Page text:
Why does our view of sexuality have to be consistent with the text? What Fall? They didn’t exist. This is a story. A myth. It doesn’t have to be literalised. It doesn’t have to be interpreted in a precise order. The Bible is not a text from God. What we have here is a story, but I totally don’t understand why humans only had sex *after* the non-literal sins of non-literal and non-existent characters in a story. I’m afraid, when you argue ‘Eve was created from Adam’s rib, with no sex involved. That’s the method of procreation before the Fall…… Read more »

Susannah Clark
Guest
Susannah Clark

I meant to write: ‘the Bible is not a text message from God’…

It’s not a verbatim email.

It’s people struggling to make sense, as we too struggle to make sense. At the very least, the bible is not all literally true, and is sometimes written within the parameters of culture and bias and limited science.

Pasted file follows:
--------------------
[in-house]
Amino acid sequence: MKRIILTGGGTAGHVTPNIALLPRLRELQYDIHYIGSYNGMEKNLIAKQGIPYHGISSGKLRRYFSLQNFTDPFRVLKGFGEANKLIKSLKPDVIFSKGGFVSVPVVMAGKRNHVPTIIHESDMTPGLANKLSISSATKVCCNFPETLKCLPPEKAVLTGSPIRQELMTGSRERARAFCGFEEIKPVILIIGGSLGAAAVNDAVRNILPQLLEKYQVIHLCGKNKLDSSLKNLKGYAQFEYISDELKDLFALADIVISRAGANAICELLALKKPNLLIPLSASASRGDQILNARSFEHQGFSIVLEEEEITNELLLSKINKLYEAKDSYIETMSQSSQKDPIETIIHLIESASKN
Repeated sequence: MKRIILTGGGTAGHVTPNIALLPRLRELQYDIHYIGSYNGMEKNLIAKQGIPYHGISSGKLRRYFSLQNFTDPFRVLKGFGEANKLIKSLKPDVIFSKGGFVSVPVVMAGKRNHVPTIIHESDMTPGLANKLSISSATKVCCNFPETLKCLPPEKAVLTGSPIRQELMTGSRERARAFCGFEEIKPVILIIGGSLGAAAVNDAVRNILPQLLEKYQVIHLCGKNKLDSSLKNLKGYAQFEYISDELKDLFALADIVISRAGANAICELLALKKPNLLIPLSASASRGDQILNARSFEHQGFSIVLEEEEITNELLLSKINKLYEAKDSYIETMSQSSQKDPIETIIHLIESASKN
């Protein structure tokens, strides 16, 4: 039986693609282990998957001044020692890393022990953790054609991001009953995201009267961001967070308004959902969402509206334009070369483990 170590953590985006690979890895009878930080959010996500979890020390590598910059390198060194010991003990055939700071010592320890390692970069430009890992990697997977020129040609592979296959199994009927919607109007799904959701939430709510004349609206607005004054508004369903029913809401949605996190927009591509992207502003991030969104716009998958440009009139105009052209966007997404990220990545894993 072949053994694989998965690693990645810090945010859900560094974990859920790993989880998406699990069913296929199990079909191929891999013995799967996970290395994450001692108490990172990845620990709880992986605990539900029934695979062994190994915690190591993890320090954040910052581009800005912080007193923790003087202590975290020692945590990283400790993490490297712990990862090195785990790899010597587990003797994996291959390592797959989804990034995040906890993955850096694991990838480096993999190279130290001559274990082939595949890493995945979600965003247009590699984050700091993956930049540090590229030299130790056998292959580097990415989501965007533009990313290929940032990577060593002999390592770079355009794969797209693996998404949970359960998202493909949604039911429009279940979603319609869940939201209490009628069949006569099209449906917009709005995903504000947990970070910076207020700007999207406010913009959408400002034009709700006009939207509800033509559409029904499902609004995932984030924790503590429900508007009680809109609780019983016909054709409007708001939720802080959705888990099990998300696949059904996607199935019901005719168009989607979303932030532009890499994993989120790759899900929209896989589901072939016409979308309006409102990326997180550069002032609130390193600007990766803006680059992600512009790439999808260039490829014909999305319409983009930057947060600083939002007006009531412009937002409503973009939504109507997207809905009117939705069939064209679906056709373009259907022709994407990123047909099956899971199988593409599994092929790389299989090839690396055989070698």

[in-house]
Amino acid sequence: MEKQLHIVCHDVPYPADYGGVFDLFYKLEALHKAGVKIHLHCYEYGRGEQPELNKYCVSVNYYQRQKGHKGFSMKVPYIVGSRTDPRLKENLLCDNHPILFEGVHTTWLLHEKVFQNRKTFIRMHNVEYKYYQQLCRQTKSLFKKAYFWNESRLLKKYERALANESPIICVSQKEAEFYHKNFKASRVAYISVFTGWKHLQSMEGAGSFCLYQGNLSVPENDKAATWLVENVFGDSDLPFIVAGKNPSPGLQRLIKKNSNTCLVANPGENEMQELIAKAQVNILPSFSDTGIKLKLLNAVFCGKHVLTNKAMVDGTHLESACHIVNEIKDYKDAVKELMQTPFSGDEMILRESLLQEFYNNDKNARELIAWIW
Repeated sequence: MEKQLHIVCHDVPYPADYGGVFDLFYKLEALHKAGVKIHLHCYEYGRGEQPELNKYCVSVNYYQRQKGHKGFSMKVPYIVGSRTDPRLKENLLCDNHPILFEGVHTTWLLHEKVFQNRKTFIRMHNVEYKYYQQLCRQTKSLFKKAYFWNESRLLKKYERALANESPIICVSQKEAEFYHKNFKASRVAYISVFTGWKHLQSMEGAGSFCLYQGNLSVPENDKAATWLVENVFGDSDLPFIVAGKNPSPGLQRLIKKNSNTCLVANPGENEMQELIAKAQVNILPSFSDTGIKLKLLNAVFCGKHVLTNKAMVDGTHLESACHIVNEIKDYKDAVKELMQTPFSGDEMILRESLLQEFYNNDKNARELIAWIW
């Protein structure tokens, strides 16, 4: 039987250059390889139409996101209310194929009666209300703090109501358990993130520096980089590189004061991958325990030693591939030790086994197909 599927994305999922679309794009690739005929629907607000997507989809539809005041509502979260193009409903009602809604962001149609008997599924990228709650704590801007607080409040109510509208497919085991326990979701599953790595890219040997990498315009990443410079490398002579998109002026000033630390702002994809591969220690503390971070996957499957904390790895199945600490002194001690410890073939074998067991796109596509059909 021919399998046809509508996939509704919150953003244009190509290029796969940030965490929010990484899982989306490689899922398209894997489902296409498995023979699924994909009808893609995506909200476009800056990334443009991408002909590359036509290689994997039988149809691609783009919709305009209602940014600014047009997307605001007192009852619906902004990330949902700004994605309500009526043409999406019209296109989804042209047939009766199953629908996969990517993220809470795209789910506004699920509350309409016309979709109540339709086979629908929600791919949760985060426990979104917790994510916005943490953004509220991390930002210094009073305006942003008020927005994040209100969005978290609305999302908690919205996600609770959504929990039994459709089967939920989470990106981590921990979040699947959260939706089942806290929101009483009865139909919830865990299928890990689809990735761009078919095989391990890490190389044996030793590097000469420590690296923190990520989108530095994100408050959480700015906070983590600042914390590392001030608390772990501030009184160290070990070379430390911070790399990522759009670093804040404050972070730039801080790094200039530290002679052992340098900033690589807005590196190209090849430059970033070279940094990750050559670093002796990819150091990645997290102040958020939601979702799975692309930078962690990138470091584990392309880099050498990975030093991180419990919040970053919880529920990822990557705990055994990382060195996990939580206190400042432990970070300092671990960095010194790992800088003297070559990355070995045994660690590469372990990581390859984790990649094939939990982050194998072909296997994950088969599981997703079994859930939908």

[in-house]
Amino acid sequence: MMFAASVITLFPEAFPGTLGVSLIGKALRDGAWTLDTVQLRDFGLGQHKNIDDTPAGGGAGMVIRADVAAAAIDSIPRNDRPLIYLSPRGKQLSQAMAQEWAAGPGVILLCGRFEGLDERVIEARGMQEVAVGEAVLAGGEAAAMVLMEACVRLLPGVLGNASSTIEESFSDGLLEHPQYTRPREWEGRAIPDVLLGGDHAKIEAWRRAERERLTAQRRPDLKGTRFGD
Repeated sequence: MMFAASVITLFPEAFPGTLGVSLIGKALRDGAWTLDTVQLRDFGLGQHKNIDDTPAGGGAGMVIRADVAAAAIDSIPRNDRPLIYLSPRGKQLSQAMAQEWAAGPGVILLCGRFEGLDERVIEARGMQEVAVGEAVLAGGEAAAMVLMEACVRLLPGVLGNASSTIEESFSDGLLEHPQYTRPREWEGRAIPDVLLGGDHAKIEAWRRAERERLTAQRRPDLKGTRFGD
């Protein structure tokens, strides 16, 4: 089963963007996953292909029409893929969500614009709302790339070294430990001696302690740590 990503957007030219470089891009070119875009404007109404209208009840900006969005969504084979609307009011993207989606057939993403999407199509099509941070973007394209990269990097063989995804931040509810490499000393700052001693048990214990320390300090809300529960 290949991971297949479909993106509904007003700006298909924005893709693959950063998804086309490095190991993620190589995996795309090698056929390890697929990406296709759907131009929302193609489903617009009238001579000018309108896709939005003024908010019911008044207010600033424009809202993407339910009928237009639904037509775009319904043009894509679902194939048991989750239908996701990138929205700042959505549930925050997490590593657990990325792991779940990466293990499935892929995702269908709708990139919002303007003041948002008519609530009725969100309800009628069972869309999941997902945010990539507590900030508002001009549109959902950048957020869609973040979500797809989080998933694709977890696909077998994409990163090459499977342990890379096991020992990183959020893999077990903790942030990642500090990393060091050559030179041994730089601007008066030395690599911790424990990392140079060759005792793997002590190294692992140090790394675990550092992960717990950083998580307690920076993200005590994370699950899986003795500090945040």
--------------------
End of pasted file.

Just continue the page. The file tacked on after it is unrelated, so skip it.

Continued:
It is also, I hasten to add, a deeply profound set of writings, capable of opening our minds and hearts at a deeper level than the literal.

That remains true, even if some parts of the Bible get things wrong.

Tim Chesterton
Guest

‘Adam doesn’t “know” Eve until Genesis 4.1’

Even if you take this as a literal story (which I don’t), this phrase ‘and so and so knew his wife, and she bore him a son’ appears the OT when it is quite clear that it is not the first time the couple in question had ‘known’ each other (see 1 Samuel 1.19). The ‘knowing’ is of interest because of its connection to the conception of the child in question, not because it was the first time they had sex.

Susannah Clark
Guest
Susannah Clark